The master network consists of several synchronized masters, which are responsible for three services: naming service, message service, and schedule service. Naming service assigns a unique namespace to each unit. In particular, we maintain a two-level namespace. The first-level namespace indicates a group of units running the same user code. For example, in Fig. 1, all units share the same first-level namespace PageRank [26]. The second-level namespace distinguishes the unit from the others. epiC allows the users to customize the second-level namespace. Suppose we want to compute the PageRank values for a graph with 10,000 vertices. We can use the vertex ID range as the second-level namespace. Namely, we evenly partition the vertex IDs into small ranges. Each range is assigned to a unit. A possible full namespace may be “[0, 999]@PageRank,” where @ is used to concatenate the two namespaces. The master network maintains a mapping relationship between the namespace and the IP address of the corresponding unit process.

Based on the naming service, the master network collects and disseminates the messages to different units. The workload is balanced among the masters, and we keep the replicas for the messages for fault tolerance. Note that in epiC, the message only contains the meta-information of the data. The units do not transfer the intermediate results via the message channel as in the shuffle phase of MapReduce. Therefore, the message service is a lightweight service with low overhead.

The schedule service of master network monitors the status of the units. If a failed unit is detected, a new unit will be started to take over its job. On the other hand, the schedule service also activates/deactivates units when they receive new messages or complete the processing. When all units become inactive and no more messages are maintained by the master network, the scheduler terminates the job.

Formally, the programming model of epiC is defined by a triple \(\langle M, U, S\rangle \), where M is the message set, U is the unit set, and S is the dataset. Let \(\mathcal {N}\) and \(\mathcal {U}\) denote the universes of the namespace and data URIs. For a message \(m\in M, m\) is expressed as:
$$\begin{aligned} m:=\{(ns, uri)|ns\in \mathcal {N}\wedge uri\in \mathcal {U}\} \end{aligned}$$
We define a projection \(\pi \) function for m as:
$$\begin{aligned} \pi (m, u) = \{(ns, uri)|(ns, uri)\in m \wedge ns=u\cdot ns\} \end{aligned}$$
Namely, \(\pi \) returns the message content sharing the same namespace with u. \(\pi \) can be applied to M to recursively perform the projection. Then, the processing logic of a unit u in epiC can be expressed by function g as:
$$\begin{aligned} g:=\pi (M, u)\times u\times S \rightarrow m_{\mathrm{out}} \times S' \end{aligned}$$
\(S'\) denotes the output data and \(m_{\mathrm{out}}\) is the message to the master network satisfying:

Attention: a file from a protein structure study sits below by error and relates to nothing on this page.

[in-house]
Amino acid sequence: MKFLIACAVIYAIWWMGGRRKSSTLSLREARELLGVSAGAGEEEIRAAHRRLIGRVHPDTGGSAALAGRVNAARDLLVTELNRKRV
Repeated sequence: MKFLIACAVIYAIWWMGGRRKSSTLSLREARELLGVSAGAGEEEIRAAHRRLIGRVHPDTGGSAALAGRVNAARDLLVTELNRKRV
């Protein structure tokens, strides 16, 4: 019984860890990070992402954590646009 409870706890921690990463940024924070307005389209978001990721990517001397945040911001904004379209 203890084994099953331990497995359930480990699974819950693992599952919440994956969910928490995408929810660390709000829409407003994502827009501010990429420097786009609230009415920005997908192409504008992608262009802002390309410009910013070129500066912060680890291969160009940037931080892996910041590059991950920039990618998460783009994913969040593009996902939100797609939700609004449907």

$$\begin{aligned} \forall s\in S' \Rightarrow \exists (ns, uri)\in m_{\mathrm{out}} \wedge \rho (uri)=s \end{aligned}$$
where \(\rho (uri)\) maps a URI to the data file. After the processing, S is updated as \(S\cup S'\). As the behaviors of units running the same code are only affected by their received messages, we use (Ug) to denote a set of units running code g. Finally, the job J of epiC is represented as:
$$\begin{aligned} J:= (U, g)^+\times S_{\mathrm{in}} \Rightarrow S_{\mathrm{out}} \end{aligned}$$
\(S_{\mathrm{in}}\) is the initial input data, while \(S_{\mathrm{out}}\) is the result data. The job J does not specify the order of execution of different units, which can be controlled by users for different applications.

2.2 Comparison with other systems

To appreciate the workings of epiC, we compare the way the PageRank algorithm is implemented in MapReduce (Fig. 2), Pregel (Fig. 3) and epiC (Fig. 4). For simplicity, we assume that the graph data and score vector are maintained in the DFS. Each line of the graph file represents a vertex and its neighbors. Each line of the score vector records the latest PageRank value of a vertex. The score vector is small enough to be buffered in memory.
Fig. 2

PageRank in MapReduce

Fig. 3

PageRank in Pregel

Fig. 4

PageRank in epiC

To compute the PageRank value, MapReduce requires a set of jobs. Each mapper loads the score vector into memory and scans a chunk of the graph file. For each vertex, the mapper looks up its score from the score vector and then distributes its scores to the neighbors. The intermediate results are key–value pairs, where key is the neighbor ID and value is the score assigned to the neighbor. In the reduce phase, we aggregate the scores of the same vertex and apply the PageRank algorithm to generate the new score, which is written to the DFS as the new score vector. When the current job completes, a new job starts up to repeat the above processing until the PageRank values converge.